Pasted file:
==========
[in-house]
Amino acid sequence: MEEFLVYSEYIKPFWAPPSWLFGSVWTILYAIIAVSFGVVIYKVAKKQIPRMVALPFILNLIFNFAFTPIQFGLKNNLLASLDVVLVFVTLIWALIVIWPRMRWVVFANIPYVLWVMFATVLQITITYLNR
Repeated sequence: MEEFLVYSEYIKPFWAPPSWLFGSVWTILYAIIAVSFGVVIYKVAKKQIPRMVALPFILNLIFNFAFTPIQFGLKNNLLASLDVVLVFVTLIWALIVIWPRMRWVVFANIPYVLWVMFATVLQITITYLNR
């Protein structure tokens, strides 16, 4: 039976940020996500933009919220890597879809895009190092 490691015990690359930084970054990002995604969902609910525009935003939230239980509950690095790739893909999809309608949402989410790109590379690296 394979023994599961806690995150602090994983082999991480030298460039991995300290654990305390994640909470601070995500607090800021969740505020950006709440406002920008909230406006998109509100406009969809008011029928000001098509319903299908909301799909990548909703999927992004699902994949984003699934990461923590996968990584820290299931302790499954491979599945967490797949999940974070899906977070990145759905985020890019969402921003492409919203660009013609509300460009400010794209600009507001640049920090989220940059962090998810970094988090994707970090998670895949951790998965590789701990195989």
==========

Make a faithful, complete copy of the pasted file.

[in-house]
Amino acid sequence: MEEFLVYSEYIKPFWAPPSWLFGSVWTILYAIIAVSFGVVIYKVAKKQIPRMVALPFILNLIFNFAFTPIQFGLKNNLLASLDVVLVFVTLIWALIVIWPRMRWVVFANIPYVLWVMFATVLQITITYLNR
Repeated sequence: MEEFLVYSEYIKPFWAPPSWLFGSVWTILYAIIAVSFGVVIYKVAKKQIPRMVALPFILNLIFNFAFTPIQFGLKNNLLASLDVVLVFVTLIWALIVIWPRMRWVVFANIPYVLWVMFATVLQITITYLNR
């Protein structure tokens, strides 16, 4: 039976940020996500933009919220890597879809895009190092 490691015990690359930084970054990002995604969902609910525009935003939230239980509950690095790739893909999809309608949402989410790109590379690296 394979023994599961806690995150602090994983082999991480030298460039991995300290654990305390994640909470601070995500607090800021969740505020950006709440406002920008909230406006998109509100406009969809008011029928000001098509319903299908909301799909990548909703999927992004699902994949984003699934990461923590996968990584820290299931302790499954491979599945967490797949999940974070899906977070990145759905985020890019969402921003492409919203660009013609509300460009400010794209600009507001640049920090989220940059962090998810970094988090994707970090998670895949951790998965590789701990195989």